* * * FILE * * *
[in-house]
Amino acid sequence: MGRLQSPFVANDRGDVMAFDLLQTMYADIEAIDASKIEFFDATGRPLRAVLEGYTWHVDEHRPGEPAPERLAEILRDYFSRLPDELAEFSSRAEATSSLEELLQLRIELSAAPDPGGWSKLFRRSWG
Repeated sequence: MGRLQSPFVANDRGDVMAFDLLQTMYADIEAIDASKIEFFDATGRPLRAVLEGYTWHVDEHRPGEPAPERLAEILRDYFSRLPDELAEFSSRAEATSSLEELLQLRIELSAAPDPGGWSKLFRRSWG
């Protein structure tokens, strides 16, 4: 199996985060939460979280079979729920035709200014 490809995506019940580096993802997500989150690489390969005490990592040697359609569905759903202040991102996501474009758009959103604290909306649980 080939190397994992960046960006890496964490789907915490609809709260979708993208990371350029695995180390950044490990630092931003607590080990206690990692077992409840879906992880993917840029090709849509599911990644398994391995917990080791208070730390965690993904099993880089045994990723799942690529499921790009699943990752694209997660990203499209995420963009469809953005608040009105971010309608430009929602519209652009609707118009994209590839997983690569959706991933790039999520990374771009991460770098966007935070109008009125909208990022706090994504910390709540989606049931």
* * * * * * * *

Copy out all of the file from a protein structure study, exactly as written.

[in-house]
Amino acid sequence: MGRLQSPFVANDRGDVMAFDLLQTMYADIEAIDASKIEFFDATGRPLRAVLEGYTWHVDEHRPGEPAPERLAEILRDYFSRLPDELAEFSSRAEATSSLEELLQLRIELSAAPDPGGWSKLFRRSWG
Repeated sequence: MGRLQSPFVANDRGDVMAFDLLQTMYADIEAIDASKIEFFDATGRPLRAVLEGYTWHVDEHRPGEPAPERLAEILRDYFSRLPDELAEFSSRAEATSSLEELLQLRIELSAAPDPGGWSKLFRRSWG
């Protein structure tokens, strides 16, 4: 199996985060939460979280079979729920035709200014 490809995506019940580096993802997500989150690489390969005490990592040697359609569905759903202040991102996501474009758009959103604290909306649980 080939190397994992960046960006890496964490789907915490609809709260979708993208990371350029695995180390950044490990630092931003607590080990206690990692077992409840879906992880993917840029090709849509599911990644398994391995917990080791208070730390965690993904099993880089045994990723799942690529499921790009699943990752694209997660990203499209995420963009469809953005608040009105971010309608430009929602519209652009609707118009994209590839997983690569959706991933790039999520990374771009991460770098966007935070109008009125909208990022706090994504910390709540989606049931």